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Extreme branding

Extreme branding

Last month I read an article on the HOTELS website about The Halkin, a boutique hotel in London that is home to the Assouline Culture Lounge, a showcase of the publisher’s various coffee table books. I must admit, my initial reaction was, “Now the lounges as well!?!” 

Of course, it’s not unusual for one or two specialized areas of a hotel to be linked with a brand — for example, an Aveda spa that uses solely this make of cosmetics, a Starbucks café or even an entire property that has been cross-branded. But this lounge made me think — are we heading toward “extreme branding” in hotels, where every part of a property could be sold to the highest bidder and staying in a hotel would be akin to living in a shopping mall? Guests can already purchase a hotel’s furniture, linens and toiletries for use in their own homes, so this next step can’t be too far away.

“Dear Guests, 

Upon arrival you may choose between the Laura Ashley Chamber or the Victoria’s Secret Suite; for your convenience you will find all the latest technology gadgets in our Business Center, which has kindly been brought to you by Apple. Should you wish to relax, we are happy to welcome you in our L’Occitane Spa, or, for a little more action, a personal trainer will guide your workouts in our Nike Fitness Center. In the mornings, a wonderful buffet is waiting for you in our Kellogg’s Breakfast Lounge …”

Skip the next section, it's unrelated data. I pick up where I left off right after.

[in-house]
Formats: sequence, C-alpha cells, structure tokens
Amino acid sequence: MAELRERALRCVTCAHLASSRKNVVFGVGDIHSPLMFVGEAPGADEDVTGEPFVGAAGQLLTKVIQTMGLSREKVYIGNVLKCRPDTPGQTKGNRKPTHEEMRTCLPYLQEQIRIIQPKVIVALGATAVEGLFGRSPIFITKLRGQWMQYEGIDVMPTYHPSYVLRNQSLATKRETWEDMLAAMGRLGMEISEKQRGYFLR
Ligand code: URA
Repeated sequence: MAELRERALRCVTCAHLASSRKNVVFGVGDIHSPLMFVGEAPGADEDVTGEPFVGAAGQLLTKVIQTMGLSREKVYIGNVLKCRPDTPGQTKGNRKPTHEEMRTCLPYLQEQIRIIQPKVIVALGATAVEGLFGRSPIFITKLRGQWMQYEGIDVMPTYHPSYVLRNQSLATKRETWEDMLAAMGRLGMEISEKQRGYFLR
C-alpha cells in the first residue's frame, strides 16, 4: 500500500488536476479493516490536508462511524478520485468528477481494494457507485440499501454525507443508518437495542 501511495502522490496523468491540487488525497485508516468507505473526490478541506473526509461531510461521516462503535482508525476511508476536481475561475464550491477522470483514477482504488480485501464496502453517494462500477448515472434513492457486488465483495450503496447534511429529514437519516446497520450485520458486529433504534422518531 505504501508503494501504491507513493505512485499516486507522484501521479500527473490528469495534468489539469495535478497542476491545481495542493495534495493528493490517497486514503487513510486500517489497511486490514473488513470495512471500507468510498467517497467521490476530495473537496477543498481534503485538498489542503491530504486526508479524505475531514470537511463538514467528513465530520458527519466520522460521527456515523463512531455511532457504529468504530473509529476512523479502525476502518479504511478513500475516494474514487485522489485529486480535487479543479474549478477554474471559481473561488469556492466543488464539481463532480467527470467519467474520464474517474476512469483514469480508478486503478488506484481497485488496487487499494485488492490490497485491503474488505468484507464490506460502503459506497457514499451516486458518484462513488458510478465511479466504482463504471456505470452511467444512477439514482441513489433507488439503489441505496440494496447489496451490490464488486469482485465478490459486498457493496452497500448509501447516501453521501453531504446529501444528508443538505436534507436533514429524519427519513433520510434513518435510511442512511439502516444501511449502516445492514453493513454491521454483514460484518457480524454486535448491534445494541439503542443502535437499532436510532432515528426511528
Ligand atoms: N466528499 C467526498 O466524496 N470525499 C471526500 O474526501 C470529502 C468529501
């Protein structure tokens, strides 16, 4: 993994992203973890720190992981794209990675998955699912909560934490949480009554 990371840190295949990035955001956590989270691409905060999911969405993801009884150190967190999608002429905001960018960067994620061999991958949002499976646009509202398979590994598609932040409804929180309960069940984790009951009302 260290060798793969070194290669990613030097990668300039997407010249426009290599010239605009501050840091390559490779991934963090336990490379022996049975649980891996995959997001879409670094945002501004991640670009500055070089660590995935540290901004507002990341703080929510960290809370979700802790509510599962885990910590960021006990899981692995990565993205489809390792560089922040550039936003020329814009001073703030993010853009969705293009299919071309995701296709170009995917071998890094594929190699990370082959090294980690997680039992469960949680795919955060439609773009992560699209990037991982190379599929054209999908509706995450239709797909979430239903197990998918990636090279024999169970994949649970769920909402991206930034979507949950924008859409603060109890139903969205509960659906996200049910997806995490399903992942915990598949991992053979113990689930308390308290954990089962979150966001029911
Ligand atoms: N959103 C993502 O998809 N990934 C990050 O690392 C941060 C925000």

In these financially stretched times, an advantage of this concept would be that “selling off” all the parts of the hotel could be a revenue generator that would also help attract the “right” guests by featuring the brands associated with their lifestyle. But from the design point of view, I am a little worried about hotels moving in this direction. Since each space would be an individual “boutique” designed to express the values of a specific brand, these sponsors would of course have an opinion about how the décor reflects their corporate identity. This would mean that we, as the hotel’s overall interior designers, would need to have a lot more discussions with a lot more decision makers — and in all likelihood, negotiate a lot more compromises. As they say in Germany, “Too many cooks spoil the broth.”

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